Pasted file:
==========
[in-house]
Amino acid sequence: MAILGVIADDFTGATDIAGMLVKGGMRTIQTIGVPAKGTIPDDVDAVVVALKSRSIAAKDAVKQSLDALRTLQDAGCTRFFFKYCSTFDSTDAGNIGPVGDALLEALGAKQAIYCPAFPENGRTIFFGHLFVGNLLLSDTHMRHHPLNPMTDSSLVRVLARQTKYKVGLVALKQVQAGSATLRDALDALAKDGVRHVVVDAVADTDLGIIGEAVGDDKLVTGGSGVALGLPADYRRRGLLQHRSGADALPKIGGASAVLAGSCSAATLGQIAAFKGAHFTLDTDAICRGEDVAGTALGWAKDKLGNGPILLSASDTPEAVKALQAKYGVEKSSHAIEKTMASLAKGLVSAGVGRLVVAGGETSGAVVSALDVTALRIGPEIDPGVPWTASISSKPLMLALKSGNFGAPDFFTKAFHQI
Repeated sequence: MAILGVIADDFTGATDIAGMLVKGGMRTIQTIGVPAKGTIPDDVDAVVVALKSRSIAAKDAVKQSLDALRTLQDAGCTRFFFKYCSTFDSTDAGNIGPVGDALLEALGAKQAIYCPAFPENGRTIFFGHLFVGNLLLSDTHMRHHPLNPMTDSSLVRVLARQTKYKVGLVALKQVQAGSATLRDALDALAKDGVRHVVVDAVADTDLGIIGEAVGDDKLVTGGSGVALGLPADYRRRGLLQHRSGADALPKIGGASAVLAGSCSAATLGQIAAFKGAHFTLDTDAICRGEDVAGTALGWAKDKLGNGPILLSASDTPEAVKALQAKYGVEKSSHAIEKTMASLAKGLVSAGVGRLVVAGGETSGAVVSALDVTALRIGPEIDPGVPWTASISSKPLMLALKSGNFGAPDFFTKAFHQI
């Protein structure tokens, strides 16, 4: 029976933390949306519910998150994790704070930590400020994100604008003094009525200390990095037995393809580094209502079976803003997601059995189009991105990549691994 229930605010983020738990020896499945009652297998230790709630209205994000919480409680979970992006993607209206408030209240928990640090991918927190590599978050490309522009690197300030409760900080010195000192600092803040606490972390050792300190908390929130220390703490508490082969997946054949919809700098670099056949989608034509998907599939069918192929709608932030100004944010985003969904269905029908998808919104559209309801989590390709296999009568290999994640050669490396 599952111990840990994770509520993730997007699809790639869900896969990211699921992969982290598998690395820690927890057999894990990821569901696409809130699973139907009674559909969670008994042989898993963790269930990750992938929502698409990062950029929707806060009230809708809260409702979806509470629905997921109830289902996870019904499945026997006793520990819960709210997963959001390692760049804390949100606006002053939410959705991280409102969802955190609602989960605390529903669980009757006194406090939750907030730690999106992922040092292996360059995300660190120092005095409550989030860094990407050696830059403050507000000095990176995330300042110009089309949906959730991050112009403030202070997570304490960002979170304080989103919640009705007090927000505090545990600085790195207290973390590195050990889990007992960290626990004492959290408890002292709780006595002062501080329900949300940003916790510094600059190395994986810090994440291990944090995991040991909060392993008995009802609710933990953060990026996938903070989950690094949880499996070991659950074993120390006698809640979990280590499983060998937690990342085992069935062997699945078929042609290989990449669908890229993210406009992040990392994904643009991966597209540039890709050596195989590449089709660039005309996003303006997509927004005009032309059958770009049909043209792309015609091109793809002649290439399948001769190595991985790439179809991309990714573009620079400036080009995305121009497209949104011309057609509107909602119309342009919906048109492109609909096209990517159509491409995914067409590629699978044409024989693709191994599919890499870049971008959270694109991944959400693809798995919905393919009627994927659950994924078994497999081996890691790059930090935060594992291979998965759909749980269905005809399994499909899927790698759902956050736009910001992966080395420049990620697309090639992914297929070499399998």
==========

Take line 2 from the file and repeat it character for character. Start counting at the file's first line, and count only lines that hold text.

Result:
Amino acid sequence: MAILGVIADDFTGATDIAGMLVKGGMRTIQTIGVPAKGTIPDDVDAVVVALKSRSIAAKDAVKQSLDALRTLQDAGCTRFFFKYCSTFDSTDAGNIGPVGDALLEALGAKQAIYCPAFPENGRTIFFGHLFVGNLLLSDTHMRHHPLNPMTDSSLVRVLARQTKYKVGLVALKQVQAGSATLRDALDALAKDGVRHVVVDAVADTDLGIIGEAVGDDKLVTGGSGVALGLPADYRRRGLLQHRSGADALPKIGGASAVLAGSCSAATLGQIAAFKGAHFTLDTDAICRGEDVAGTALGWAKDKLGNGPILLSASDTPEAVKALQAKYGVEKSSHAIEKTMASLAKGLVSAGVGRLVVAGGETSGAVVSALDVTALRIGPEIDPGVPWTASISSKPLMLALKSGNFGAPDFFTKAFHQI